• Sustainable product funds focus on greening supply chains for those with net-zero and sustainable sourcing commitments.
  • Nature+ funds invest directly in NCS to provide financial and nonfinancial returns for long-term investors.
  • Carbon pure play funds secure carbon credits from NCS investments within a broader carbon sequestration portfolio.


Five considerations for investors

A supply crunch is looming. Existing NCS projects have limited scalability, and many proposed projects either have long lead times (up to four years) or never pan out at all. In this seller’s market, with many buyers scouting for high-quality projects, investors should take several actions to improve their ability to obtain high-quality credits.

  • Form a proactive investment strategy that includes strong partnerships. Many investors have taken an opportunistic approach to credits, reacting when opportunities present themselves. A more effective approach is to establish a comprehensive origination strategy tailored to the local environment. They should evaluate partnerships based on their track records and their relationships with governments and local communities.
  • Use technology to speed up high-quality projects. The sector would benefit from comprehensive early-stage project registries and automated assessment tools to quickly score projects based on their carbon and cobenefits potential.
  • Engage the community. Poor community engagement is the primary reason for project failure. Success is more likely when local communities are properly consulted, participate voluntarily, and receive an equitable share of benefits. Investors that obtain such guarantees from project developers can better mitigate their risks.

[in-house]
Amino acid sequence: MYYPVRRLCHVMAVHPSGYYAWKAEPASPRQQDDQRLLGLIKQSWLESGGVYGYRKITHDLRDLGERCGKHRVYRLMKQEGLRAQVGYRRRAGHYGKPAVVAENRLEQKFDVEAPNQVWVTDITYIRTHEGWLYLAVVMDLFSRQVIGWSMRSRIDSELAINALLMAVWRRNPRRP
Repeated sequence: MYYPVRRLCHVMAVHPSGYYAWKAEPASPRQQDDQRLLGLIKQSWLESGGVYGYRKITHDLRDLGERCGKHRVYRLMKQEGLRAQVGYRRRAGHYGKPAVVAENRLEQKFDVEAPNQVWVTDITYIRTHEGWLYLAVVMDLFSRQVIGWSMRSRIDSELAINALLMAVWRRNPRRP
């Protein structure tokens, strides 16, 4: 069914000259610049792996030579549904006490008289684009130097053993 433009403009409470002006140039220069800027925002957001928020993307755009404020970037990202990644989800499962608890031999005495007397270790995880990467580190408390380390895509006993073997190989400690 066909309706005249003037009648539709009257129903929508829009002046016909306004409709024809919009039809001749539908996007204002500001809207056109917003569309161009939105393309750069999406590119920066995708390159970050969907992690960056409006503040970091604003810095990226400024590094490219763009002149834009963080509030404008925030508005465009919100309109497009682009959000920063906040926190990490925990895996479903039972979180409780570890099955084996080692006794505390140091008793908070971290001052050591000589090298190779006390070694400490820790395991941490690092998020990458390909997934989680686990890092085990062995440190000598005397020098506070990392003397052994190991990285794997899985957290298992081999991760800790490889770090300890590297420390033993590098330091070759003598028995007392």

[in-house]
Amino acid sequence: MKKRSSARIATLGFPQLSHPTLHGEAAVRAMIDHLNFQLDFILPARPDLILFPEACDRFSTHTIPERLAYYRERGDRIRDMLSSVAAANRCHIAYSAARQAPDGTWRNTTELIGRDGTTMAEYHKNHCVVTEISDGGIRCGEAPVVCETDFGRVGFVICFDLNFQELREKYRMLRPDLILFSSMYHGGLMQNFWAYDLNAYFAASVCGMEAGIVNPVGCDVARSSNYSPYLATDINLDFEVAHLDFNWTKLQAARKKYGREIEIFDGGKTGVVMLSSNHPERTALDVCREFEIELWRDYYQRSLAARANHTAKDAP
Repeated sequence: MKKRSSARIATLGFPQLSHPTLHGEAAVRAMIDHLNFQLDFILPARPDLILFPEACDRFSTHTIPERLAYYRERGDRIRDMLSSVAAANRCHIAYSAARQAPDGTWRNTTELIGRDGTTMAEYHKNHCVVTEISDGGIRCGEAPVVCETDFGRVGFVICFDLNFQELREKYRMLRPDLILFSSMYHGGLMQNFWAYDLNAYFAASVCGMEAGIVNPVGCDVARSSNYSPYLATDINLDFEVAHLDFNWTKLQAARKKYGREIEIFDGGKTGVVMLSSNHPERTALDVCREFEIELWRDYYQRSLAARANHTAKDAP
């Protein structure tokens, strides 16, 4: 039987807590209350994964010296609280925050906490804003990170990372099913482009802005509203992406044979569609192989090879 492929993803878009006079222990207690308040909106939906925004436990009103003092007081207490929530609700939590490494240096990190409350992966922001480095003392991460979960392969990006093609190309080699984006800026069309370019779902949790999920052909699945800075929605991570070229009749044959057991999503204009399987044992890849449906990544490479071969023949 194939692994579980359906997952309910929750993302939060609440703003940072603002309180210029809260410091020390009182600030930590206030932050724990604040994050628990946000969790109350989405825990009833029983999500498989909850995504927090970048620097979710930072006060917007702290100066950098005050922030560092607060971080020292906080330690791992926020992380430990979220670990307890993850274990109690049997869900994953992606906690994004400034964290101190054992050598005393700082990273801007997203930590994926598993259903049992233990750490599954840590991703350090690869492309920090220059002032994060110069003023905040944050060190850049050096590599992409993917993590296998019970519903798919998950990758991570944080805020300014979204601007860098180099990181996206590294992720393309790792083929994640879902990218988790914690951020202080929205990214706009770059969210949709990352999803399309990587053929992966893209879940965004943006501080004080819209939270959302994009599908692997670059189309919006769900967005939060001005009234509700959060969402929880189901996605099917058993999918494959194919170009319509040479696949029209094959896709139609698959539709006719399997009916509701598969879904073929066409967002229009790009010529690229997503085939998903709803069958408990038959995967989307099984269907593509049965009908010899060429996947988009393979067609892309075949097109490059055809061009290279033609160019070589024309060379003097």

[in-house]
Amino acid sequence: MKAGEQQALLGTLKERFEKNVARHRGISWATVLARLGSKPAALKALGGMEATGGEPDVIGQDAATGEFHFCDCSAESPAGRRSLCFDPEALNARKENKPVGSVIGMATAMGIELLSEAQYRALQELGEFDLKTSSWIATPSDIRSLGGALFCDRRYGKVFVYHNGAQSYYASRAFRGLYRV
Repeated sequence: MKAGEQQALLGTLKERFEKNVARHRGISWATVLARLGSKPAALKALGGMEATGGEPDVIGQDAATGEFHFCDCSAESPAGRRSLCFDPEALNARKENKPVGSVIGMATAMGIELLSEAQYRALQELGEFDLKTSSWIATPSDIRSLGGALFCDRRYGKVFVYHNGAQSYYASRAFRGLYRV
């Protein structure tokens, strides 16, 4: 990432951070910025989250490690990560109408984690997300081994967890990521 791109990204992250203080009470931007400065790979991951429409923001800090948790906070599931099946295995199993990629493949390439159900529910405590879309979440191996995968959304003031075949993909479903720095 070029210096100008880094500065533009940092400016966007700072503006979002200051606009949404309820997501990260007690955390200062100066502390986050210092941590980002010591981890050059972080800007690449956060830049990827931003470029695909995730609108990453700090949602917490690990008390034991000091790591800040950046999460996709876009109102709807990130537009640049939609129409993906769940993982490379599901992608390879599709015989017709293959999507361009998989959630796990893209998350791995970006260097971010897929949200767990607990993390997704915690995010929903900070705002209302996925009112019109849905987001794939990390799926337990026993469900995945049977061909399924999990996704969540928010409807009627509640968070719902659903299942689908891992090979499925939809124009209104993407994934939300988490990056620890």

Low correlation between price and quality

The nascent NCS market does not yet price risk and quality well despite a general understanding of the four criteria that determine their quality. The lack of a consensus standard can result in some low-quality credits being priced above high-quality ones. As standards coalesce and the risks become clearer, investors can consider several strategies to ensure the quality of credits.

  • Engage large funds. Large funds give investors more engagement and control over the selection of projects, enforce minimum standards and guidelines for projects, and assist with the selection of implementation partners, providing quality assurance for investors in an uncertain market.
  • Work with third-party tech providers. Specialty companies use technology and data to get a better picture of the quality of carbon credits, assessing their additionality, permanence, and potential for leakage. Using these third-party platforms for due diligence allows for the swift assessment and procurement of reliable projects.


Moving forward

The global net-zero imperative has never been more present, and NCS has an irreplaceable role to play. Private financing is waking up to the economic and environmental value of nature as an asset class. Whatever their risk profile and needs, pioneering investors can moderate their involvement from a range of participation models. If investors are mindful of the supply limitations, quality variance, cobenefits uncertainty, trade infrastructure developments, and regulatory risks, financial and nonfinancial returns beckon.